(* including the "sainted" Karol Wojtyla).
The Pope, as chief bishop of the Catholic Church, entered Blessed John Paul II Into the canon of saints of the catholic church. As, clearly, we are not one as Jesus prayed for us to be, others, including Yank Episcopalians, are not obliged to accept it. Even so, the inverted commas are a bit tacky!
It looks from the Dioceses that the laity are more in favour of this legislation than the clergy ... will General Synod reflect this view?
"Even so, the inverted commas are a bit tacky!"
From the church whose members never cease to write ('inverted commas') "marriage" of those lawfully-joined couples who happen to be of the same sex?
Nevertheless, point taken. I happen to be a universalist, and accept ALL the deceased as saints (on some level: MADE holy by God, w/o need of action on their own). I should have said "Karol Wojtyla (aka Pope John Paul II), recently 'canonized' by Rome", and left it at that.
I'm uncertain what to hope for in July.
On the one hand, were I a woman priest in the CofE, I would have a strong sense of urgency, and would probably think, let's just get this done.
On the other hand, I question the provision being made for opponents. It is storing up trouble for the first women who have to serve as bishops.
Furthermore, Synod's vote against women bishops was greeted with a degree of public scrutiny and scorn that was salutary. The CofE has been reminded of its national role--and what a national role requires, in the way of nondiscrimination.
Unfortunately, however, the scorn and scrutiny did not achieve all that one might wish. As examples, we have the notorious House of Bishops "pastoral" statement and Canterbury's equally odious suggestion that marriage causes murder.
So with an eye to other battles--whether clergy can enter into same-sex marriages, and whether the Covenant might be revived somehow--I wonder whether it might be helpful, over the long term, for the present measure to fail.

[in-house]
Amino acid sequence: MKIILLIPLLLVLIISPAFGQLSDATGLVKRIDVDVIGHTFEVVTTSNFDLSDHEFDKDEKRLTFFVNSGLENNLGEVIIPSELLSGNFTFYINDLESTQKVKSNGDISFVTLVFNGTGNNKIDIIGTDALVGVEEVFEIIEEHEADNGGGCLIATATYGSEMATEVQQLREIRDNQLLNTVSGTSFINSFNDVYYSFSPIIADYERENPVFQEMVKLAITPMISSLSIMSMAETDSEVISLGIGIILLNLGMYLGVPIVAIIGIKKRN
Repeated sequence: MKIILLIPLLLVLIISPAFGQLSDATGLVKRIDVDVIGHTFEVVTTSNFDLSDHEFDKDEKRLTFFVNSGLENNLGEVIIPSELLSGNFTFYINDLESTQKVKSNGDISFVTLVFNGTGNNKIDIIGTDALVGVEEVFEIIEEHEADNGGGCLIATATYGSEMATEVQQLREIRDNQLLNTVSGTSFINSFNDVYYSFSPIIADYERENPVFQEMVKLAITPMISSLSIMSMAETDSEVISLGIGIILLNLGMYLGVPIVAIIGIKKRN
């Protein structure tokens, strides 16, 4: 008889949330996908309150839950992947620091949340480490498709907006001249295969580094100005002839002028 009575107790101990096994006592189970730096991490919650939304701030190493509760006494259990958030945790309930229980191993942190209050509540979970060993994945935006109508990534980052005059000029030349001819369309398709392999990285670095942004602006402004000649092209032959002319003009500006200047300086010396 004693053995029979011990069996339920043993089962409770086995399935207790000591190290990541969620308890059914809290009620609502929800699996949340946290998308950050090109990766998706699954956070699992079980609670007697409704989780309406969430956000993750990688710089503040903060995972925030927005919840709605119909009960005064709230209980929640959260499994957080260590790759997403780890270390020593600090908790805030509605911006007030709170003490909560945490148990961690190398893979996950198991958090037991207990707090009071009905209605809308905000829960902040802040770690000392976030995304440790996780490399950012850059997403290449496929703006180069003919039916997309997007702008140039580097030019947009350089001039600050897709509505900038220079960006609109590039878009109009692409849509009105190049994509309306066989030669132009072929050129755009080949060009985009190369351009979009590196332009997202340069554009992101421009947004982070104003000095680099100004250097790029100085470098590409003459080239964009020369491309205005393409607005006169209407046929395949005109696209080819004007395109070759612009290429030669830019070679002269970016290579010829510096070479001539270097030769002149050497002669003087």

Then we would have a refiner's-fire round of Synod elections in 2015. Across a range of issues, reformist elections that result in a drastic weakening of the traditionalist wing can only work to the long-term benefit of thinking Anglicanism.
The Church, Roman and otherwise, doesn't make saints, it recognizes them. The Vatican has an established procedure for doing so that tries to distinguish between mere popularity and holiness. In the case of Wojtyla (as with Mother Teresa), the process was overridden. The mandatory five-year waiting period was waived. The public image that Wojtyla cultivated swept aside questions about his relation to banking scandals and sexual abuse cases. He championed the Legion of Christ organization for its many ordinands and financial contributions, ignoring the documented corruption of its founder and leader, Marcial Marciel.
And now Wikipedia informs me that there is popular acclaim for the title John Paul II the Great.
I think there is justification for a raised eyebrow about the cause of Wojtyla, if not a curled lip. But there always has been a lot of hype in the declarations of sainthood. Those people were, after all, human.